Matrons are supporting a pilot scheme in North Lincolnshire that is designed to improve the care given to mental health patients who are acutely ill or have suffered a minor injury.
It is a joint project involving acute provider Northern Lincolnshire and Goole NHS Foundation Trust and mental health organisation Rotherham Doncaster and South Humber NHS Foundation Trust.
“The new pilot scheme helps to give us more nursing time”
The two trusts have teamed up to work on the scheme which, as well as improving care, also aims to reduce unnecessary accident and emergency attendances.
Currently around 10 patients a week attend Scunthorpe A&E from the Great Oaks mental health unit in Scunthorpe, which is run by the mental health trust.
Under the new pilot scheme, Great Oaks staff can now refer patients to the mental health trust’s unscheduled care team, who will visit the patient on the unit, minimising the need for a visit to A&E.
The unscheduled care team usually works with patients in their own home or care home during an episode of acute illness.
The team includes registered nurses or paramedics who are able to assess, diagnose and treat a range of medical conditions. They are supported by healthcare assistants.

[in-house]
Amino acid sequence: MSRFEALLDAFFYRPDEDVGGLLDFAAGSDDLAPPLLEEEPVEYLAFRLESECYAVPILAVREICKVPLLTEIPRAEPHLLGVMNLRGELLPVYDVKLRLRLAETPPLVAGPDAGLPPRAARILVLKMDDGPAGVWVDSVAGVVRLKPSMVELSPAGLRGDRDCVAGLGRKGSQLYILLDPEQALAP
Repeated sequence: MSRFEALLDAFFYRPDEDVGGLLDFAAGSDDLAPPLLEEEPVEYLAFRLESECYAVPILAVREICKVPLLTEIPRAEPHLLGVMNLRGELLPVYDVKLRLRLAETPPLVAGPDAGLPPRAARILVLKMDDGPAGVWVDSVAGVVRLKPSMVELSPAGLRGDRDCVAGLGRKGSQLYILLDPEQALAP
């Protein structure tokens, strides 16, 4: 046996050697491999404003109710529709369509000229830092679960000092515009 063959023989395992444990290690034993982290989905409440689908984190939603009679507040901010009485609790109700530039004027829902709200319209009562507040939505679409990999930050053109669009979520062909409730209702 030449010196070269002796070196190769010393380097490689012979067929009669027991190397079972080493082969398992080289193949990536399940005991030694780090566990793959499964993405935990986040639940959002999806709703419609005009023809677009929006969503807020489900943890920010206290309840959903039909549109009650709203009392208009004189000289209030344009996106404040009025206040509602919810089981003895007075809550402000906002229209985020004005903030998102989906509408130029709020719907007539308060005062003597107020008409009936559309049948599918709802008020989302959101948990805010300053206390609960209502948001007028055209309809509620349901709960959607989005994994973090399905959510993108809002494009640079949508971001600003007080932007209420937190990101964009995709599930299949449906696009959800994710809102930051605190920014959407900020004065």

The service operates 24/7 with staff assessing and treating medical conditions including chest infections, urinary tract infections, minor skin tears, injuries and assessments following a fall.
“A trip to A&E for a patient with mental health issues can be very distressing”
Maria Briggs, operational matron for the unscheduled care unit, noted that a trip to A&E for a patient with mental health issues could be “very distressing”.
“Our staff are able to travel to the unit instead and treat the patient there and then,” she said.
Martin Jones, interim matron at Great Oaks, described the pilot, which will be assessed at the end of November, as an “excellent scheme”.
“Patients at Great Oaks requiring a trip to A&E would normally be accompanied by a member of staff from Rotherham Doncaster and South Humber, which means a member of the nursing team is taken off of the ward,” he said.
“The new pilot scheme helps to give us more nursing time and it means the patient’s needs are met on our ward, while also reducing the pressure on A&E. It’s win-win all around,” he added.
It forms part of the Improving Together programme, which is being implemented across the acute trust in response to receiving an “inadequate” rating from the Care Quality Commission in April.
One of the key priorities for the trust as part of the Improving Together programme is to improve access and patient flow through its hospitals.
Northern Lincolnshire and Goole provides acute hospital services and community services to a population of more than 400,000 people. In 2016-17, it’s A&Es received 132,000 attendances.
It runs three main hospitals, Diana Princess of Wales in Grimsby, Scunthorpe General Hospital and Goole Hospital.